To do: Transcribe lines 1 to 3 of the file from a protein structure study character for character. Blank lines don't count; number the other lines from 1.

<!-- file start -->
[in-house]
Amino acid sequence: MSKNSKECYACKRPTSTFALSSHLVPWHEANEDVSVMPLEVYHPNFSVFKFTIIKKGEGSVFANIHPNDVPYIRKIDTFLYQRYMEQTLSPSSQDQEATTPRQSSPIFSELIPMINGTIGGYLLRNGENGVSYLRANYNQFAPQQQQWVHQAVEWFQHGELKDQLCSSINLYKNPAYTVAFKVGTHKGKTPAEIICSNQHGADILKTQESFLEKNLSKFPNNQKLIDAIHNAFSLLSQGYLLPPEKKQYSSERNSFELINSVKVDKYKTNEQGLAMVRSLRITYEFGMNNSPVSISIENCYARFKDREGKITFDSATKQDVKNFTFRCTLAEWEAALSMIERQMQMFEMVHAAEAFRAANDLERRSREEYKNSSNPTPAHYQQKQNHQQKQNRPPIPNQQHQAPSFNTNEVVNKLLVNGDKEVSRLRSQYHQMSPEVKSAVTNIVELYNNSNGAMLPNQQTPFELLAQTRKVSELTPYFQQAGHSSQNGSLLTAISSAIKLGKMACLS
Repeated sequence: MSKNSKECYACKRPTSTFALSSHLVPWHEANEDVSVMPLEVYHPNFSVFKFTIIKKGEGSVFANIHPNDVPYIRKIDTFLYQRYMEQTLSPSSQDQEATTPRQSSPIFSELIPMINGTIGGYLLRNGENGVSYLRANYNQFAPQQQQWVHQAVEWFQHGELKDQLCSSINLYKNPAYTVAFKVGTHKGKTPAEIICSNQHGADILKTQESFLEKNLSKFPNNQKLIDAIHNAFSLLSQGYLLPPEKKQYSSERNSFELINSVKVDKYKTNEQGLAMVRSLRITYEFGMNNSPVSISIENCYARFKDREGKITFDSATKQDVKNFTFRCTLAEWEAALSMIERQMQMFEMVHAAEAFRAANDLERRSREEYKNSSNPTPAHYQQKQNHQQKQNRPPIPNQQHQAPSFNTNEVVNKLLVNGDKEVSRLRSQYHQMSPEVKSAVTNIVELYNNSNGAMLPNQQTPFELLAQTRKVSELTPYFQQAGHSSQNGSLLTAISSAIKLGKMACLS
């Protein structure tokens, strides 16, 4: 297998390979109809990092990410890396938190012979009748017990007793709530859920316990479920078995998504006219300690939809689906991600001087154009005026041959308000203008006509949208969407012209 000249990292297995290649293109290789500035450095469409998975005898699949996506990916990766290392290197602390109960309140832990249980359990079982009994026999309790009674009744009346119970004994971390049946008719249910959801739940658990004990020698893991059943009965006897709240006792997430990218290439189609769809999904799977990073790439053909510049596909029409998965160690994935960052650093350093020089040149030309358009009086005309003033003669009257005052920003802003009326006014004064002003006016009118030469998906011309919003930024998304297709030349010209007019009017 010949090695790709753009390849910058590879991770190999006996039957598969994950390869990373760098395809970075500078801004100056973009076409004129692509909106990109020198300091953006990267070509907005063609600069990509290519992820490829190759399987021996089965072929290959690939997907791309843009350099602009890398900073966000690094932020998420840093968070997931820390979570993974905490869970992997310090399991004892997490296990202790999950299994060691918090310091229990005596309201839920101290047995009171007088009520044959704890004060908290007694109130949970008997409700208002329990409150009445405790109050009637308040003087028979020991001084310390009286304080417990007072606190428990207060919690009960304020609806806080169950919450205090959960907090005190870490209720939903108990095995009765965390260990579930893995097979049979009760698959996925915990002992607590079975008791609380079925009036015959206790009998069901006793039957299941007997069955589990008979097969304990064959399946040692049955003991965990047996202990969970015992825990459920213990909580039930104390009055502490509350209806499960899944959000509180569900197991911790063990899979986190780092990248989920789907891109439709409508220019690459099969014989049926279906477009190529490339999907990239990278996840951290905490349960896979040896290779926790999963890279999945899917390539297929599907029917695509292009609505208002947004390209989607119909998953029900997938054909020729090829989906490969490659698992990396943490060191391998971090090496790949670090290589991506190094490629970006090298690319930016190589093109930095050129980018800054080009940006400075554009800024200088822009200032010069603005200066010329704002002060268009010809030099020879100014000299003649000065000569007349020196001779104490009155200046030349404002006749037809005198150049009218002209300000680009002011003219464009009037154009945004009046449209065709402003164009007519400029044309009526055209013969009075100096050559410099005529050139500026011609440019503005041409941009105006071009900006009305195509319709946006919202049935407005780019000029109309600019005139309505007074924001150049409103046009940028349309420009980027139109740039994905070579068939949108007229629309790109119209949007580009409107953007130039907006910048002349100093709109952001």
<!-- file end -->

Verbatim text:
[in-house]
Amino acid sequence: MSKNSKECYACKRPTSTFALSSHLVPWHEANEDVSVMPLEVYHPNFSVFKFTIIKKGEGSVFANIHPNDVPYIRKIDTFLYQRYMEQTLSPSSQDQEATTPRQSSPIFSELIPMINGTIGGYLLRNGENGVSYLRANYNQFAPQQQQWVHQAVEWFQHGELKDQLCSSINLYKNPAYTVAFKVGTHKGKTPAEIICSNQHGADILKTQESFLEKNLSKFPNNQKLIDAIHNAFSLLSQGYLLPPEKKQYSSERNSFELINSVKVDKYKTNEQGLAMVRSLRITYEFGMNNSPVSISIENCYARFKDREGKITFDSATKQDVKNFTFRCTLAEWEAALSMIERQMQMFEMVHAAEAFRAANDLERRSREEYKNSSNPTPAHYQQKQNHQQKQNRPPIPNQQHQAPSFNTNEVVNKLLVNGDKEVSRLRSQYHQMSPEVKSAVTNIVELYNNSNGAMLPNQQTPFELLAQTRKVSELTPYFQQAGHSSQNGSLLTAISSAIKLGKMACLS
Repeated sequence: MSKNSKECYACKRPTSTFALSSHLVPWHEANEDVSVMPLEVYHPNFSVFKFTIIKKGEGSVFANIHPNDVPYIRKIDTFLYQRYMEQTLSPSSQDQEATTPRQSSPIFSELIPMINGTIGGYLLRNGENGVSYLRANYNQFAPQQQQWVHQAVEWFQHGELKDQLCSSINLYKNPAYTVAFKVGTHKGKTPAEIICSNQHGADILKTQESFLEKNLSKFPNNQKLIDAIHNAFSLLSQGYLLPPEKKQYSSERNSFELINSVKVDKYKTNEQGLAMVRSLRITYEFGMNNSPVSISIENCYARFKDREGKITFDSATKQDVKNFTFRCTLAEWEAALSMIERQMQMFEMVHAAEAFRAANDLERRSREEYKNSSNPTPAHYQQKQNHQQKQNRPPIPNQQHQAPSFNTNEVVNKLLVNGDKEVSRLRSQYHQMSPEVKSAVTNIVELYNNSNGAMLPNQQTPFELLAQTRKVSELTPYFQQAGHSSQNGSLLTAISSAIKLGKMACLS